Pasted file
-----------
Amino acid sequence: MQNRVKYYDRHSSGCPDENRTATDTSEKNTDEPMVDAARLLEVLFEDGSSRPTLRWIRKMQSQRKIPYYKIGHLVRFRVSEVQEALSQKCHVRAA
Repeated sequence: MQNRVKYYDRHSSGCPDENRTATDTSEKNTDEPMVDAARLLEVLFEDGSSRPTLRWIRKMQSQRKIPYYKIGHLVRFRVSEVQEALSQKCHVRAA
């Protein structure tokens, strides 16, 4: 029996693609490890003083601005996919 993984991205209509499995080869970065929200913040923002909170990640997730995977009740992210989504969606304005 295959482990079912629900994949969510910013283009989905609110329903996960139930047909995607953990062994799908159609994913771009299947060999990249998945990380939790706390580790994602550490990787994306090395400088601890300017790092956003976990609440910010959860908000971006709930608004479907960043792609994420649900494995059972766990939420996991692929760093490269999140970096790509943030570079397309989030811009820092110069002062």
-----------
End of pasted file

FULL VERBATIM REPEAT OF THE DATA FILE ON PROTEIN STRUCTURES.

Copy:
Amino acid sequence: MQNRVKYYDRHSSGCPDENRTATDTSEKNTDEPMVDAARLLEVLFEDGSSRPTLRWIRKMQSQRKIPYYKIGHLVRFRVSEVQEALSQKCHVRAA
Repeated sequence: MQNRVKYYDRHSSGCPDENRTATDTSEKNTDEPMVDAARLLEVLFEDGSSRPTLRWIRKMQSQRKIPYYKIGHLVRFRVSEVQEALSQKCHVRAA
């Protein structure tokens, strides 16, 4: 029996693609490890003083601005996919 993984991205209509499995080869970065929200913040923002909170990640997730995977009740992210989504969606304005 295959482990079912629900994949969510910013283009989905609110329903996960139930047909995607953990062994799908159609994913771009299947060999990249998945990380939790706390580790994602550490990787994306090395400088601890300017790092956003976990609440910010959860908000971006709930608004479907960043792609994420649900494995059972766990939420996991692929760093490269999140970096790509943030570079397309989030811009820092110069002062």